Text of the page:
Sampling Volume Distribution
A quantified analysis of the optical reflectance of human skin is complicated by the fact that the blood and melanin content of skin tissues can vary both in the spatial distribution and in the amount. An understanding of which vascular bed is primarily responsible for the detected signal is required. Knowing the sampling volume (spatial detector depth sensitivity) makes it possible to find the best range of different probe geometries for the measurements of signal from the required depths and group of vessels inside the skin. Sampling volume is formed by so-called effective optical paths. When multiple photon packets travel between a light source and detector some trajectories are more likely to occur than others.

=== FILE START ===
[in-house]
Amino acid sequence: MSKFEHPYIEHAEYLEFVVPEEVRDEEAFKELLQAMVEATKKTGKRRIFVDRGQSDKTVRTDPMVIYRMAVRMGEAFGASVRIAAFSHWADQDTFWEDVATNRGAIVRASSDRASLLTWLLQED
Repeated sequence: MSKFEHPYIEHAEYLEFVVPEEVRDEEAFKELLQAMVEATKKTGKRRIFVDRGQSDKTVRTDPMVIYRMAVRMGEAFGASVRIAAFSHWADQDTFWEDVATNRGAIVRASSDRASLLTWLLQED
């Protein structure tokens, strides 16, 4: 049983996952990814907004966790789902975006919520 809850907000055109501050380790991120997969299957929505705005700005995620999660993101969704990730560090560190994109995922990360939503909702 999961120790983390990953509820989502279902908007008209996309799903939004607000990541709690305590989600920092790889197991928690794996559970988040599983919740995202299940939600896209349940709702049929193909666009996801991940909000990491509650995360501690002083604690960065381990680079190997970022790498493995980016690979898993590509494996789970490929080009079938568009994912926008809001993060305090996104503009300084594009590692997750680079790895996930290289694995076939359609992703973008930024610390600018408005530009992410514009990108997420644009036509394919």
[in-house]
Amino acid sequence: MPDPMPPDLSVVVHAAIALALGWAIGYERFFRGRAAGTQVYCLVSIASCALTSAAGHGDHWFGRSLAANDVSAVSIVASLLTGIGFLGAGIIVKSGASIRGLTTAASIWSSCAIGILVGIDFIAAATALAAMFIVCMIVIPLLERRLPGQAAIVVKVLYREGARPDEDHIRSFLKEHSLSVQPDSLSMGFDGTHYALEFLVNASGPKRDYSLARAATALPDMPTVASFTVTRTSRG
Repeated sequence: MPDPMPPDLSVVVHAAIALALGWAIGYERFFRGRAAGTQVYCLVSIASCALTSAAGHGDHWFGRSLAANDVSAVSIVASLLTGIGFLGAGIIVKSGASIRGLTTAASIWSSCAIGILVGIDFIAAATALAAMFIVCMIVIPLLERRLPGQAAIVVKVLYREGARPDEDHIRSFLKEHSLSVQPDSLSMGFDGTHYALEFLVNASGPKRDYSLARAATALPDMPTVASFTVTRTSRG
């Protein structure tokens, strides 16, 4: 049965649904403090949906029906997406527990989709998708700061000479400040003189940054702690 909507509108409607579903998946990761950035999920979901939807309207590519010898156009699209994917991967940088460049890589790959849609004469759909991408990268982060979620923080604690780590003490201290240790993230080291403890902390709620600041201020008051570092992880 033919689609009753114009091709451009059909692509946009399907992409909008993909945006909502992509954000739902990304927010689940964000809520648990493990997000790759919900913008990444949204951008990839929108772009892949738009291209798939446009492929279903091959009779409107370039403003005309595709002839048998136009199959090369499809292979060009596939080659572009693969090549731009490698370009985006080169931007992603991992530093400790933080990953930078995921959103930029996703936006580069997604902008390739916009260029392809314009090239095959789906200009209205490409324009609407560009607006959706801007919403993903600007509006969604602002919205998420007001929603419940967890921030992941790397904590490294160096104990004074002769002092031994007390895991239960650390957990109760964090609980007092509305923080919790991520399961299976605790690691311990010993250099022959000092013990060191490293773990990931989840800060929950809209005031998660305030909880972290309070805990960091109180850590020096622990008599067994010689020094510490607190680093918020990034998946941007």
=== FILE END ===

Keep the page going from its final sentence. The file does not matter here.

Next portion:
Current application imitates the sampling volume offered by a probe with a small source-detector spacing (~mm) applied to a human skin or to any other multi-layered medium. The source and detector areas can be overlapped or separated. The numerical aperture and angle of the detector positioning at the surface can be taken into account. For more details please see/refer the following papers below, where the current application has been originally developed.
I.V. Meglinski, A.V. Doronin, “Monte Carlo modeling for the needs of biophotonics and biomedical optics”, in: Advanced Biophotonics: tissue optical sectioning, Edited by V.V. Tuchin, R.K. Wang, Taylor & Francis, Chapter (2012)
I.V. Meglinski, S.J. Matcher, “Modeling the sampling volume for the skin blood oxygenation measurements”, Medical & Biological Engineering & Computing, Vol.39, No.:1, pp.44-50 (2001)
I.V. Meglinski, S.J. Matcher, “The analysis of spatial distribution of the detector depth sensitivity in multi-layered inhomogeneous highly scattering and absorbing medium by the Monte Carlo technique”, Optics & Spectroscopy, Vol.91, No.:4, pp.654-659 (2001)